In this episode, Paul talks with guests Sera-Lys McArthur (a mixed-race Canadian actress) and Eric Armstrong (professor of theatre at York University in Toronto). While the speech of indigenous people (particularly those of North America) is the broad topic, Eric and Paul also talk at length about the politics and ethics of dialect work in theatre and film, and of the gathering of dialect samples from indigenous speech donors. You will hear a clip from Sera-Lys McArthur’s miniseries, The Englishman’s Boy. The text and translation of the Nakota speech you will hear in that clip is as follows:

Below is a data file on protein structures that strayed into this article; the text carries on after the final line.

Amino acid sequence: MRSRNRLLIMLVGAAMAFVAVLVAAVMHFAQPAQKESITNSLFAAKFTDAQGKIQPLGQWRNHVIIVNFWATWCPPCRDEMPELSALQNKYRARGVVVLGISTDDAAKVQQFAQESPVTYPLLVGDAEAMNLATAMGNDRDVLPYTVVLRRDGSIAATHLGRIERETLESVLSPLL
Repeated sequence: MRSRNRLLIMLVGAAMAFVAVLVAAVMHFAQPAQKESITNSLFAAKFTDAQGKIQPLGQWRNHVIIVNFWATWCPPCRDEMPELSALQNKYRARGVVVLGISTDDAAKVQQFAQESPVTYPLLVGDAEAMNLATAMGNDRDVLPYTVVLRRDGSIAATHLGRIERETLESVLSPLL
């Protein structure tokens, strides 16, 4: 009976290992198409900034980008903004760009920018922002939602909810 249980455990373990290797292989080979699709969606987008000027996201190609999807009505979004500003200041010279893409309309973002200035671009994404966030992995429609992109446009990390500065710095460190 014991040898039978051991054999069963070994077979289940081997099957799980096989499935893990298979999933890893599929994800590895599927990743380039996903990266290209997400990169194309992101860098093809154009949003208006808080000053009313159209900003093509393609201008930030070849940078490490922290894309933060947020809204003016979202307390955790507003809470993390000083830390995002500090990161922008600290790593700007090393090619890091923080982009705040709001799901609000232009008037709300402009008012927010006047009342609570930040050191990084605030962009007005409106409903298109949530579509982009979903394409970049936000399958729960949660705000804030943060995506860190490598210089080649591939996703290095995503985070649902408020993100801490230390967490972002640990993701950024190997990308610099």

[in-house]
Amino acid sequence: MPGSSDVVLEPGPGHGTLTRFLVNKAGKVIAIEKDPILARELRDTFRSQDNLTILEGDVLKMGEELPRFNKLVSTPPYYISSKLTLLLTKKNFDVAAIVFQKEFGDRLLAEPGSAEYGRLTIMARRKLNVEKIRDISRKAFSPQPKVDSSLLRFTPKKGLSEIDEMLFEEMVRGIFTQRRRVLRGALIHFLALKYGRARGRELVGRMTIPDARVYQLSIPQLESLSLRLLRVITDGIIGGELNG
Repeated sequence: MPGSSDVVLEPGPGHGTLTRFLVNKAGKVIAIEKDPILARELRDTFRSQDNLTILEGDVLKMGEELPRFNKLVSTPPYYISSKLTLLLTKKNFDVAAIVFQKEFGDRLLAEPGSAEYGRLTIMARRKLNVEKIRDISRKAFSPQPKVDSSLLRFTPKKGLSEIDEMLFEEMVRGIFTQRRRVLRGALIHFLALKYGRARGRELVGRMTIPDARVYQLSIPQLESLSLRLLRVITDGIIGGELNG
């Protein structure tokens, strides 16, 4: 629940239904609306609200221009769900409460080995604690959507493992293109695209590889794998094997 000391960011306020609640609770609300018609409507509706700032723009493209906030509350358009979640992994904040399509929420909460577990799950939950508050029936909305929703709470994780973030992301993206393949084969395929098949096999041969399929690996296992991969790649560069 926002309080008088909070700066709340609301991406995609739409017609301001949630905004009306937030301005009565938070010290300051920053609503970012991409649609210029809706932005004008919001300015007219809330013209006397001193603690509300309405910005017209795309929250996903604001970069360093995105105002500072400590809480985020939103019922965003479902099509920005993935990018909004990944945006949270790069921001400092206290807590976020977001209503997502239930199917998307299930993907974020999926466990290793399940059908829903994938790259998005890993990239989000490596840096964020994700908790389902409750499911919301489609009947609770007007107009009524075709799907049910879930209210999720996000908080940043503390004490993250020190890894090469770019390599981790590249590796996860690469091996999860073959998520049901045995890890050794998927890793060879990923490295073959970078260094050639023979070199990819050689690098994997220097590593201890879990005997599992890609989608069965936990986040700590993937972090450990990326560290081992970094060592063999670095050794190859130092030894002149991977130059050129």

Eeneedukabee hay. Weebazoga yuka kyana.
Are you hungry? There are Saskatoon berry bushes nearby.
Hee, owa-yagay washtay
Oh, that is very pretty!
Duka wakta, weebazoga oda nuda shten nee-‘ray neeyazakta
Be careful: if you eat too many Saskatoon berries, your stomach will really hurt.
And for more information on this topic, you might check out a new short film titled To Wake Up the Nakota Language. Described as “a tender portrait of Armand McArthur, the last fluent speaker of the Nakota language in Pheasant Rump First Nation, Treaty 4 territory in southern Saskatchewan,” the film is playing the DOXA Documentary Film Festival in Vancouver, British Columbia, Canada, in May.